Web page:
Phantoms select players as tryouts come to conclusion
By Tom Williams
The uncertainty of the Youngstown Phantoms’ long-term future had little effect on the players competing to become members of the hockey team’s fifth season in the USHL.
Phantoms coach Anthony Noreen said the five-day tryout camp which concluded Monday at the Ice Zone was the most competitive he’s seen in his four seasons in Youngstown.
“Far and away, the deepest group of prospects that we’ve had come through here,” said Noreen who is beginning his third season as head coach.
“There were a lot of guys on the ice that are good enough to play in this league,” said Noreen of the all-star games that concluded the camp. “We just didn’t have a spot for them.
“It’s a good problem to have.”
It’s a better one than pondering the team’s future after May 2014. Last week, the Phantoms reached an agreement to play another season at Youngstown’s Covelli Centre and team owner Bruce Zoldan said he hopes to negotiate a long-term contract for more.
Noreen said none of the prospects decided to stay away even though the fifth season was not confirmed until the day camp opened.
His approach, Noreen told players, “is to control what we can control — how hard we play, how we conduct ourselves in the community.
“Obviously, there are business [decisions] that are out of our control,” Noreen said. “Bruce is committed 100 percent to making [hockey] work here. I’ve echoed that sentiment to every player who has come in here, whether it was for a tryout or for the draft or for free-agent purposes.
“We have an organization that is committed to making this work.”
Forward Kyle Connor, who completed his sophomore year at Ursuline High, didn’t return to his Michigan home until school finished.
Connor said the possibility of the team not returning “crossed my mind a little bit.
“But Coach said we’d be good for next year and I believed it,” said Connor, the youngest player in the USHL last season. “We trust him so.”
The Phantoms have selected 30 players for their protected list that must be released by July 10. Many were members of this year’s team (37-27-0, 74 points) which finished in third place in the Eastern Conference.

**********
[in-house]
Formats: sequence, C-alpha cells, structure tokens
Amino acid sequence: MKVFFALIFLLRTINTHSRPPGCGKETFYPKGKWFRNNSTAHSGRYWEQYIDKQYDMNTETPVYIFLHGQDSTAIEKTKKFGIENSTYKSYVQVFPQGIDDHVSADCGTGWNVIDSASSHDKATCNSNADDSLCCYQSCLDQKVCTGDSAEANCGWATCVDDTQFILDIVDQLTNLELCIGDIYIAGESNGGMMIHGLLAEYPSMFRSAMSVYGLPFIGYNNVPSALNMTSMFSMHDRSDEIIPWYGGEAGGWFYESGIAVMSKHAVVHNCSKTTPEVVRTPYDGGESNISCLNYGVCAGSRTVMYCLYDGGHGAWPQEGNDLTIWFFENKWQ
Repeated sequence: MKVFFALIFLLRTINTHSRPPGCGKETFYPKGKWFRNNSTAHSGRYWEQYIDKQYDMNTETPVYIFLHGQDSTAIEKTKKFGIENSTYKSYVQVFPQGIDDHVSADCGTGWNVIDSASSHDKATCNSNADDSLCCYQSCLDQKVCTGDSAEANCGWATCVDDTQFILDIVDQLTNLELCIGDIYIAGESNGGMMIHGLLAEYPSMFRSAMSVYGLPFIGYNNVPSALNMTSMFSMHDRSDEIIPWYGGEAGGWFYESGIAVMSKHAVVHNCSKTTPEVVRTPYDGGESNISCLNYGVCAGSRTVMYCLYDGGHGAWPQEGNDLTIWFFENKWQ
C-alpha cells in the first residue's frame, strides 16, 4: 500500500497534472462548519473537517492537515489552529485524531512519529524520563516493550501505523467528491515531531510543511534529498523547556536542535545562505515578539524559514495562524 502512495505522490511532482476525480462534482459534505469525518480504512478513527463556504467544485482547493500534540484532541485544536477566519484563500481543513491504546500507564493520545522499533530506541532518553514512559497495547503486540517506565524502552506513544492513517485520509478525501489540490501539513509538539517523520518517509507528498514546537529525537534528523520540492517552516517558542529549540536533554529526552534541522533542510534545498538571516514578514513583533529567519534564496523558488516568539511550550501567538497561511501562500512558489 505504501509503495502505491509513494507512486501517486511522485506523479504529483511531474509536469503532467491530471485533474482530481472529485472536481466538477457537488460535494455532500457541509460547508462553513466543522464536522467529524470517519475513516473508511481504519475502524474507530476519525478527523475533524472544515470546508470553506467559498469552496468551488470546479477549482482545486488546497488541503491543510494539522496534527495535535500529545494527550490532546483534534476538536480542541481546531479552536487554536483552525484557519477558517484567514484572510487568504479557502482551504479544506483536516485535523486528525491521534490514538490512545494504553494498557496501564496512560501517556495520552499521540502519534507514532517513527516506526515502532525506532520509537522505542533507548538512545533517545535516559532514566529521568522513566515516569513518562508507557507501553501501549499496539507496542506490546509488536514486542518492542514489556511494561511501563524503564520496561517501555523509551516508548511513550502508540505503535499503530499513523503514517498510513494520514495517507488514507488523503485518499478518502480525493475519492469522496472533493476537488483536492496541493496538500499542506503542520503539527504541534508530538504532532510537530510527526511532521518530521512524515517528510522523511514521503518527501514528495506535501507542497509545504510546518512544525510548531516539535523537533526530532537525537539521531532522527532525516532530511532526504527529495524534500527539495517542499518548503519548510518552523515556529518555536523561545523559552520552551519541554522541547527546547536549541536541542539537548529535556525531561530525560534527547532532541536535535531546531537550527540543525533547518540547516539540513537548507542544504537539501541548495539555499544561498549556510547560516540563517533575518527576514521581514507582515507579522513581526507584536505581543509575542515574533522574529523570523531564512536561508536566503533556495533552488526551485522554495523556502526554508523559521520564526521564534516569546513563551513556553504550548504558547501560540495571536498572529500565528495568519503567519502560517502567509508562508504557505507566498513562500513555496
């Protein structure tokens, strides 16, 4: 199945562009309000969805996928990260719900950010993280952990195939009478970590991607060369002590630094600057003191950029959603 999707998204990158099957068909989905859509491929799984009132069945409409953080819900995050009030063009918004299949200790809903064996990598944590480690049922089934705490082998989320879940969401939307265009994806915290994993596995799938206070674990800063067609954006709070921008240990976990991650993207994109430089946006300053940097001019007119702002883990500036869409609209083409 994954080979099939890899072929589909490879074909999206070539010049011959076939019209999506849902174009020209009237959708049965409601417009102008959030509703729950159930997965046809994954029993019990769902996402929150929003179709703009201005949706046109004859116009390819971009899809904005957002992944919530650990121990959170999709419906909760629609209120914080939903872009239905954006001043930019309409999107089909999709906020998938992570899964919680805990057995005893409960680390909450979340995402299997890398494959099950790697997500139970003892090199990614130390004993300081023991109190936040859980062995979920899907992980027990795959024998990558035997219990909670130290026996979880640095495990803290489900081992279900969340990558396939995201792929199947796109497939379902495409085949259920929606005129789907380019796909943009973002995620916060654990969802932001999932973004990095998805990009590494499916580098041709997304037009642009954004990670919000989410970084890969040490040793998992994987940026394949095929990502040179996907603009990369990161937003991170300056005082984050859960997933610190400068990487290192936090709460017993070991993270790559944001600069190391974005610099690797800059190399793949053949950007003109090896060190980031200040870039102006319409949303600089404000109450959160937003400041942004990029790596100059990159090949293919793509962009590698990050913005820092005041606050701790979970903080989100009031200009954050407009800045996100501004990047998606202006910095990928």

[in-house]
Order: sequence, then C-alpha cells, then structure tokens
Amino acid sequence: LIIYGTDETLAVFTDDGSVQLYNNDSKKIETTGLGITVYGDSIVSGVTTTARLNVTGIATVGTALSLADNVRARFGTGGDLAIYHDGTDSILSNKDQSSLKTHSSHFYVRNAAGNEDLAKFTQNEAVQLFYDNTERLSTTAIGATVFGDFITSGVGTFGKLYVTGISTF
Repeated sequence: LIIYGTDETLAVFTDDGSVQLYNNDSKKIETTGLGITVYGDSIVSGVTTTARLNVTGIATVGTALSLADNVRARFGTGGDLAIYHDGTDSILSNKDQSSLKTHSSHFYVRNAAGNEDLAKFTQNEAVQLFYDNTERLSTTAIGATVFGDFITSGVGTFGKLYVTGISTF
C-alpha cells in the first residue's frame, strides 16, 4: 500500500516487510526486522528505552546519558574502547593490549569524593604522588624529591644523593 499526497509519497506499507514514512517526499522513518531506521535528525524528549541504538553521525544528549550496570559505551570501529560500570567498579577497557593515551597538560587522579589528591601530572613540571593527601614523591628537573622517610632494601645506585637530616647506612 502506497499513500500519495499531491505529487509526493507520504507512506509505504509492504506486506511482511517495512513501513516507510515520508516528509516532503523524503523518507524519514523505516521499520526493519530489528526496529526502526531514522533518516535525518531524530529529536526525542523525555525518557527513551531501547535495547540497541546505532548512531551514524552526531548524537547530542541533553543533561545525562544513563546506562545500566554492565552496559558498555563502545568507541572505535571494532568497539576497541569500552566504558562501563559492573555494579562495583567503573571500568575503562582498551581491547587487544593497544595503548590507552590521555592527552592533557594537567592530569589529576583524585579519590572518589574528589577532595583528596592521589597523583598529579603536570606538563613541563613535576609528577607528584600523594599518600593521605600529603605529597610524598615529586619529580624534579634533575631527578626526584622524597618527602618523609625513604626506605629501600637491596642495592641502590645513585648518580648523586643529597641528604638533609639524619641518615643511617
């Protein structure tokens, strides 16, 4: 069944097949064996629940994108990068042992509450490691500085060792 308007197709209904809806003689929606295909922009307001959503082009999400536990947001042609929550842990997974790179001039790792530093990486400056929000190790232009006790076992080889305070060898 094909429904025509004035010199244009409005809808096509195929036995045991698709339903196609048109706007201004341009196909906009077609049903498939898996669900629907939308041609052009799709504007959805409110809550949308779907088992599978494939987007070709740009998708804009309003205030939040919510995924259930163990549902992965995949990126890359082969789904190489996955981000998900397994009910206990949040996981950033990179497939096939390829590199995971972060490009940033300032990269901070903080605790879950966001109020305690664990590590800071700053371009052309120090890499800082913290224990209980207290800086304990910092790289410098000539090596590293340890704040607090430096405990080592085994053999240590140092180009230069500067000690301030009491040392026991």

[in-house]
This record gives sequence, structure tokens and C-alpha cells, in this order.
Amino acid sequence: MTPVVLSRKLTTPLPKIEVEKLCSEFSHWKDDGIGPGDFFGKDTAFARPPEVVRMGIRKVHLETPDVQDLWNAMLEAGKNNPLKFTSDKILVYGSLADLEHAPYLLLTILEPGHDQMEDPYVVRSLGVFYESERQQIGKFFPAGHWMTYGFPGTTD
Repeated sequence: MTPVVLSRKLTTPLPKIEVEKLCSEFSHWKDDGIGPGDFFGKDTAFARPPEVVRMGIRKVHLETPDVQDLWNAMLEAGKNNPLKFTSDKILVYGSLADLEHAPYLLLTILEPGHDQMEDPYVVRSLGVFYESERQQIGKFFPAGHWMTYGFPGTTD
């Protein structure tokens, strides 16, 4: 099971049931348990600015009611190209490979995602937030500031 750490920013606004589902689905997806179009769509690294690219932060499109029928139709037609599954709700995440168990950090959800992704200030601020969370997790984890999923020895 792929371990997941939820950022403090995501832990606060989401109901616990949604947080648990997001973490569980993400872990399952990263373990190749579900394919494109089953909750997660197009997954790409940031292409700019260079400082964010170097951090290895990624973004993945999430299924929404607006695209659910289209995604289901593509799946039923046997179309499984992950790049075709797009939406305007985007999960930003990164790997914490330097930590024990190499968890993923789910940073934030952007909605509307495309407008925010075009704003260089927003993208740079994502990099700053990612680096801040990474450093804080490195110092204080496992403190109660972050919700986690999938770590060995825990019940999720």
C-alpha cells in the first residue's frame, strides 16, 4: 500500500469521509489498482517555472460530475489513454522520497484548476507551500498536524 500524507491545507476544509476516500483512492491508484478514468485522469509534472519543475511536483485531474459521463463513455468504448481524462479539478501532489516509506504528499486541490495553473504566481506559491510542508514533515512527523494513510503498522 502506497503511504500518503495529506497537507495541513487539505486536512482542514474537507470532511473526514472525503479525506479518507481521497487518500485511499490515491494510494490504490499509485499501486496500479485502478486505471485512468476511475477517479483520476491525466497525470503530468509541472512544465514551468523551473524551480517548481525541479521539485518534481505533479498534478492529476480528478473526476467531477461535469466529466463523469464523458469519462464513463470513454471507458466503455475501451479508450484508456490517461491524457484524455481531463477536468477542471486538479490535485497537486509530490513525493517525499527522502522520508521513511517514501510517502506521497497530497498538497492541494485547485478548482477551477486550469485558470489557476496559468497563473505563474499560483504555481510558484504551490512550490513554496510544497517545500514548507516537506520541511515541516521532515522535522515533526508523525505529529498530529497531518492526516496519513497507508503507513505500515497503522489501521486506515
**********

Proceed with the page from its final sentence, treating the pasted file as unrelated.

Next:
In the playoffs, the Phantoms ousted Green Bay, 3-1, then fell to the eventual champion Dubuque in a hard-hitting five-game series.
“We faced adversity all season,” forward Luke Stork said. “When we were down to Dubuque 2-0, we didn’t have any doubt that we’d come back.
“The way it ended was not the way we wanted, but we [put up a] fight.”
At the camp, dozens of players not with the team last season were hoping to make an impression on Noreen, his assistants Rob Rassey and Brad Patterson, and assistant general manager Jason Koehler.
“Competition is healthy, competition breeds success,” Noreen said. “I think we are going to have some very good, healthy competition when we come back here in August.
“We had it all weekend, we heard that from the college scouts how deep we are,” said Noreen, adding that some of his top returning players — Alfred Larsson, Nathan Walker, Zach Evancho and Josh Nenadal — were either not here or not on the ice.
Blake Christensen, the Phantoms’ top pick in the USHL’s draft, injured his thumb on Thursday and sat out the rest of the games. Maxim Letunov, the second pick from Russia, was unable to stay for the whole camp because of travel plans.
“Six of our top players were not on the ice for the final all-star game,” Noreen said.
Also returning will be: goaltenders Sean Romeo and Jake Moore; defensemen Jimmy Mazza, Kyle Mackey and Kale Bennett; and forwards Mac MacSorley and JJ Piccinich.
Stork said resuming skating was a challenge.
“It was difficult getting my legs back,” Stork said. “But after the first period of [Sunday]’s game, I felt better.”
Connor said the camp was deep.
“Last year’s was good, too — really deep,” Connor said. “I think we’re really going to have a good team.”